JD Edwards’ Caulkett agrees. “We provide the integration, functional richness and scalability that can provide a stable basis for business growth, which is classically what mid-market companies are all about,” he says.

However, Hari Padmanabhan, president of ICICI Infotech MEA, argues that none of the tier one vendors will experience long term success in the midmarket.
“They [the tier one vendors] have been thrust into the midmarket segment and this is not a particularly positive thing. You can’t really take a dinosaur and put it in a cage. Their moves are being pushed by commercial considerations and they are not doing anything particularly unique for the midmarket,” he says.

||**||IV|~||~||~|IDC echoes this view, and suggests that the tier two vendors are more likely to make inroads into the midmarket than the large enterprise software vendors. “We have seen a number of [tier two] companies in this area make headway by developing suites… and I think the current tier two vendors are geared up to capture a share of the midmarket,” says Pedersen. “The tier one vendors are just too big, as are there solutions,” he adds.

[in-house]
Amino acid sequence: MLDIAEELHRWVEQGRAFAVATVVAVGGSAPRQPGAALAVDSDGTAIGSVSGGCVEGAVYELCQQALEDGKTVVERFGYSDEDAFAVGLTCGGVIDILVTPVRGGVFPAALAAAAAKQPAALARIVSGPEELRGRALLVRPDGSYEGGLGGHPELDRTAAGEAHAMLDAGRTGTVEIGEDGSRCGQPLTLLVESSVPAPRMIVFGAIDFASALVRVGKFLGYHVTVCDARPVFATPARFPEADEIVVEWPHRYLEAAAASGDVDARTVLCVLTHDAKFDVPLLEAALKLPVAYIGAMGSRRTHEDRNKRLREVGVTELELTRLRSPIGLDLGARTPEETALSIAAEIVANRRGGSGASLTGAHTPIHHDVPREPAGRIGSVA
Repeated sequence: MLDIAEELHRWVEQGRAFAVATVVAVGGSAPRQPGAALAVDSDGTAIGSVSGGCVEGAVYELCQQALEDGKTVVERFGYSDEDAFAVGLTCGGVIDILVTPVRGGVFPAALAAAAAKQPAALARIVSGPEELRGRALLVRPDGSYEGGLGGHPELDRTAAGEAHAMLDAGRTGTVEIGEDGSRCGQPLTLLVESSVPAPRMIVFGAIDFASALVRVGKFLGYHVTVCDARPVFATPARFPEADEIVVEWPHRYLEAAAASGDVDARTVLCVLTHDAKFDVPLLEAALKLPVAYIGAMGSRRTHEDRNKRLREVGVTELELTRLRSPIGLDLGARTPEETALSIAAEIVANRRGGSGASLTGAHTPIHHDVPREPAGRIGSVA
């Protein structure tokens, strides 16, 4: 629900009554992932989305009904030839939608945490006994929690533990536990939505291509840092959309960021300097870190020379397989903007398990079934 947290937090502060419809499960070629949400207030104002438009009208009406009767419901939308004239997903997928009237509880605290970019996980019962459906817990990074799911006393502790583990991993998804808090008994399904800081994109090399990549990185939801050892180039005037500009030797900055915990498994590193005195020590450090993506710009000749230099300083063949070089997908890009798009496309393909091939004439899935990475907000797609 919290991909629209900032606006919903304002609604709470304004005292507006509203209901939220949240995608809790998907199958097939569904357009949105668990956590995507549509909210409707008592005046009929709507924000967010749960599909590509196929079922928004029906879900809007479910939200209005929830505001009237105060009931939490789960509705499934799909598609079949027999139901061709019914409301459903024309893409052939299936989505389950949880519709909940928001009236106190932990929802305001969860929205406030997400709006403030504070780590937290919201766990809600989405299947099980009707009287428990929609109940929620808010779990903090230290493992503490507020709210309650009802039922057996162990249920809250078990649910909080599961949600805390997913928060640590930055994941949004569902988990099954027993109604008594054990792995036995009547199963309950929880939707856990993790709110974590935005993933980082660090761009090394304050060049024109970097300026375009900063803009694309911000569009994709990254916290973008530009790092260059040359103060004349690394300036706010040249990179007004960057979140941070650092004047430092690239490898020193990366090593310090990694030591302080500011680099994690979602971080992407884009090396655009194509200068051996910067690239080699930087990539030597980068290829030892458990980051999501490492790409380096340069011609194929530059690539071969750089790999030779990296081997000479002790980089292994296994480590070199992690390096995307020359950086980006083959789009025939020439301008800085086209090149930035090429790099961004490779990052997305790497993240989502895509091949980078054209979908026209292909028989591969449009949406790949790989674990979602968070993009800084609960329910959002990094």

||**||V|~||~||~|Whether the tier two vendors can build on this apparent lead and come to dominate the midmarket remains to be seen, especially as the tier one vendors will undoubtedly throw massive marketing budgets at the challenge in an attempt to increase both their mind and market share. What is for certain though, is that both the tier one and tier two vendors will need to address the midmarket’s specific technology requirements if they are to succeed.

Foremost among these needs is accelerated implementation times, as faster implementations mean lower costs and a more swift return on investment (ROI).
“Midmarket customers are primarily interested in ROI, they want a limited number of licences and they want to spend less money on services. Furthermore, they want it installed quickly,” confirms Jyoti Lalchandani, regional director, IDC Middle East & North Africa.

To ensure that rapid rollouts are the norm rather than the exception, both tier one and tier two vendors pre-package their applications. JD Edwards has done this through its OneMethodology, which sits alongside JD Edwards 5 and is designed to enable the rapid implementation of customers’ primary needs.